Because, truthfully, this match was dull as shit. Whoever thought that sending their young stud out to work a nineteen-minute match with Kip fucking Sabian was a good idea should be taken to one side and told no-more. Kip is an alright wrestler, but fucking hell. We all knew he wasn’t going to win and they never once did a good job of convincing me I was wrong about that.
And Page’s performance wasn’t bad. He did a good job selling his knee, and he has some awesome offence, it’s just not what he needs right now. He should have been destroying this geek in five minutes and looking like a badass while he did so. Teasing a draw in a borefest with an (at best) mid-carder will not convince anyone he’s going to beat Chris Jericho.
Verdict: Two And A Half Stars
An overweight creeper attacked Hangman Page after the match and JR feigning shock when he unmasked to reveal Jericho was very dumb. He beat Page up, hit the Judas Effect and left him bloodied. We’ve seen this stuff before, but it does work.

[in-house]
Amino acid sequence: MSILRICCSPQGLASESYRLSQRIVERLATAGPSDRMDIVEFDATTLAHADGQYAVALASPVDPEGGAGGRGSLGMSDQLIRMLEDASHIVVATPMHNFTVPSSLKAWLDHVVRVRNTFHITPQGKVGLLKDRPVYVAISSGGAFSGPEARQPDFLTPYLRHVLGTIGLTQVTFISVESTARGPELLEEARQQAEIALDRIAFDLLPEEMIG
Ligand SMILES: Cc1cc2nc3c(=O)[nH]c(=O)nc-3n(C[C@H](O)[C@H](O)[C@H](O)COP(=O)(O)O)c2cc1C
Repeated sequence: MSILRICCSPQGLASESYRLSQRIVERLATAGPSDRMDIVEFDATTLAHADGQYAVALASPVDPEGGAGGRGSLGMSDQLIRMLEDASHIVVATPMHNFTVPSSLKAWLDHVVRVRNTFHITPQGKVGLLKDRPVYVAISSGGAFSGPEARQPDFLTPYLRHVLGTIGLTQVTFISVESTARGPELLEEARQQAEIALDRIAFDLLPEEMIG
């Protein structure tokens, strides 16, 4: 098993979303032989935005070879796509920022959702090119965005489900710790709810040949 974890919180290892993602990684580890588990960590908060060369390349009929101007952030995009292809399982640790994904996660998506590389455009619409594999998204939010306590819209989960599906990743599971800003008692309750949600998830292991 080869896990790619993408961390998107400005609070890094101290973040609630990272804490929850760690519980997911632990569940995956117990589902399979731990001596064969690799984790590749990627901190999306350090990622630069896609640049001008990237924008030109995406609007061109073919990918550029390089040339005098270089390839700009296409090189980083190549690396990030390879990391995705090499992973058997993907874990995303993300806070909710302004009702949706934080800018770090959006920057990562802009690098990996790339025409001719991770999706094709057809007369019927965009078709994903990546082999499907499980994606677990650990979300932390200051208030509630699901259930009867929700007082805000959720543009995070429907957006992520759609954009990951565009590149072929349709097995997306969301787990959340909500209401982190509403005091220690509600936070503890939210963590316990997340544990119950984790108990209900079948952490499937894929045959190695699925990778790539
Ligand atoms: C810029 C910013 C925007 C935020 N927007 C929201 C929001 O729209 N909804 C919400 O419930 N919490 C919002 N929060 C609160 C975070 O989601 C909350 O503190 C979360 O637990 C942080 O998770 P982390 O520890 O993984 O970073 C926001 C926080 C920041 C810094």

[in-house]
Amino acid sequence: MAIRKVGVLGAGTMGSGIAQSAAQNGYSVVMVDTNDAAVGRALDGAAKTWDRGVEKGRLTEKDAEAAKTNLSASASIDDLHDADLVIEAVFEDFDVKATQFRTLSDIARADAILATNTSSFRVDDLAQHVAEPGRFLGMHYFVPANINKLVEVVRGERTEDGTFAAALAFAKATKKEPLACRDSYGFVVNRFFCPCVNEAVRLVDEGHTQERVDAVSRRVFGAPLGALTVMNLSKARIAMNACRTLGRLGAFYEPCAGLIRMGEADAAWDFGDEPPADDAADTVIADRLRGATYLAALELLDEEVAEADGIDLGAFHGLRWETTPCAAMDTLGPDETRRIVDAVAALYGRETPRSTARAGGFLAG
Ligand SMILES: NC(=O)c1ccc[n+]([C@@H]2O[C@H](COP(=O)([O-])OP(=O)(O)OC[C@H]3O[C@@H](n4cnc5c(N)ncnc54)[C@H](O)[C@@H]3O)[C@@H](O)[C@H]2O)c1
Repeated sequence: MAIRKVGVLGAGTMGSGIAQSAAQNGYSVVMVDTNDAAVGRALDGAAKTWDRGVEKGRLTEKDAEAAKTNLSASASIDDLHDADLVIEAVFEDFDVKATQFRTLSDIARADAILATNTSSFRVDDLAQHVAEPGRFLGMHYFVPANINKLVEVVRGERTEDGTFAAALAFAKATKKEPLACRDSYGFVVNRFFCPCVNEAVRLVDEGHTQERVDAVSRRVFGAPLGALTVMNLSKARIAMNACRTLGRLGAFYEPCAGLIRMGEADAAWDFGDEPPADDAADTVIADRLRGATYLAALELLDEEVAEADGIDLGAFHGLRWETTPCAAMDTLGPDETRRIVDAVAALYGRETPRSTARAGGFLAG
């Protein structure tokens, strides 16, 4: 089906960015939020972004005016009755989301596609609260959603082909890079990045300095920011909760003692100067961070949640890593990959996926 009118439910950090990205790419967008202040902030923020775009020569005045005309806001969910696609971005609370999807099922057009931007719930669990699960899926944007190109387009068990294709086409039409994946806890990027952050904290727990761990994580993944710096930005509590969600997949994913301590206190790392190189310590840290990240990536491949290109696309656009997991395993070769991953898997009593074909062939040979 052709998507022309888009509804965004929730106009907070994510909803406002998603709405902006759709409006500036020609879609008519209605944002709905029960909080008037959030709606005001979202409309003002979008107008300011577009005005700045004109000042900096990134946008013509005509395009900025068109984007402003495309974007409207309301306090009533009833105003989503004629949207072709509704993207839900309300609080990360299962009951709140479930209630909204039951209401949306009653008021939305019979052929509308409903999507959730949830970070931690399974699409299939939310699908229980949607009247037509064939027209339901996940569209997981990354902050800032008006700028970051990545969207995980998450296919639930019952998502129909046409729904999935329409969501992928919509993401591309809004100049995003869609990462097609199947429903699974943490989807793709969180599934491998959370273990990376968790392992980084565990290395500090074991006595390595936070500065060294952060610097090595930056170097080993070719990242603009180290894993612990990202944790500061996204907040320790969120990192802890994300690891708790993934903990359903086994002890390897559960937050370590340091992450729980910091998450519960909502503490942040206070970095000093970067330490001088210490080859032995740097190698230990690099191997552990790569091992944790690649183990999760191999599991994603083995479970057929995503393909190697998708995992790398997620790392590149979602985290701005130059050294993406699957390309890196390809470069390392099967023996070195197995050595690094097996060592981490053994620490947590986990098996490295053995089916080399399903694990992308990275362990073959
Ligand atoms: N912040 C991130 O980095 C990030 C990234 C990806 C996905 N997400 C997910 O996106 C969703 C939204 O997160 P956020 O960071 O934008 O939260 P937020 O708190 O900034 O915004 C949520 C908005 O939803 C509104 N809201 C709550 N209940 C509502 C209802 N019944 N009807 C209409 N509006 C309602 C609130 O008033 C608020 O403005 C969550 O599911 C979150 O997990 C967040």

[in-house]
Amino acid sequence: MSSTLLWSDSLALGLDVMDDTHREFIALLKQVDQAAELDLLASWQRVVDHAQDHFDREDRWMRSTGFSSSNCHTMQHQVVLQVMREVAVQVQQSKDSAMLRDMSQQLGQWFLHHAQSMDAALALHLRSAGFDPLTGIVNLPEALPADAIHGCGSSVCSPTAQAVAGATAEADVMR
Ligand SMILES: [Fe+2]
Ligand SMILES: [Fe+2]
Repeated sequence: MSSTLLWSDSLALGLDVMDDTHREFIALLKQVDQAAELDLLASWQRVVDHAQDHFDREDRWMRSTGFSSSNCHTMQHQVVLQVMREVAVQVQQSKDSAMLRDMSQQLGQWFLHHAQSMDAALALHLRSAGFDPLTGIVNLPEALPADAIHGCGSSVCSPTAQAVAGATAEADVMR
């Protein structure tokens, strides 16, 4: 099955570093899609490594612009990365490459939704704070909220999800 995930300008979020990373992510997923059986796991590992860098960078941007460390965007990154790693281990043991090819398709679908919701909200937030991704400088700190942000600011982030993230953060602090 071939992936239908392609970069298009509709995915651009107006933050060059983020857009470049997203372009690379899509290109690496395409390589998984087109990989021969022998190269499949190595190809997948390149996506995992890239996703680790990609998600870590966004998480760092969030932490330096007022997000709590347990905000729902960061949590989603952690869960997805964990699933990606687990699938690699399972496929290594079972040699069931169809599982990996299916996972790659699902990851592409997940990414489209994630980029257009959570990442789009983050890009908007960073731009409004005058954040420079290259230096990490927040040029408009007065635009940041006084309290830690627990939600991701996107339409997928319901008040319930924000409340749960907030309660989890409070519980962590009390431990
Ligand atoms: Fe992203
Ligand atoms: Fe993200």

The Lucha Brothers (Pentagon Jr and Rey Fenix) defeated SCU (Frankie Kazarian and Scorpio Sky)
Is it controversial if I say I’m bored of The Lucha Brothers? They’ve (rightly) figured out they can have the same match on every show and it’s beginning to spread itself thin. Fenix is spectacular while Pentagon Jr is all charisma, but I want to see them pushed out of their comfort zone. How about giving both men feuds that force them to do something a bit different? They’re both in Marty Scurll territory, and they need a pair of Will Ospreays.
Sadly, Sky and Kazarian are unlikely to be those men. The match was everything you’d expect it to be and, unless you’ve never seen a Lucha Bros match before, you’ll be familiar with every beat. That doesn’t mean it was bad because it wasn’t. It just failed to connect with me. The action happened in front of me without ever drawing me in.
Verdict: Three Stars
After the match Pentagon and Fenix challenged The Bucks to a ladder match at All Out. Hopefully the stipulation is enough to make that feel a bit different.
Kenny Omega defeated CIMA
CIMA vs Daniels left me cold and Omega hasn’t had a match I loved since the Dome (he’s had two that I’ve seen, and I did give that Dome match five stars, so it’s not that bad), which meant I wasn’t quite as excited about this as I might have been a year ago.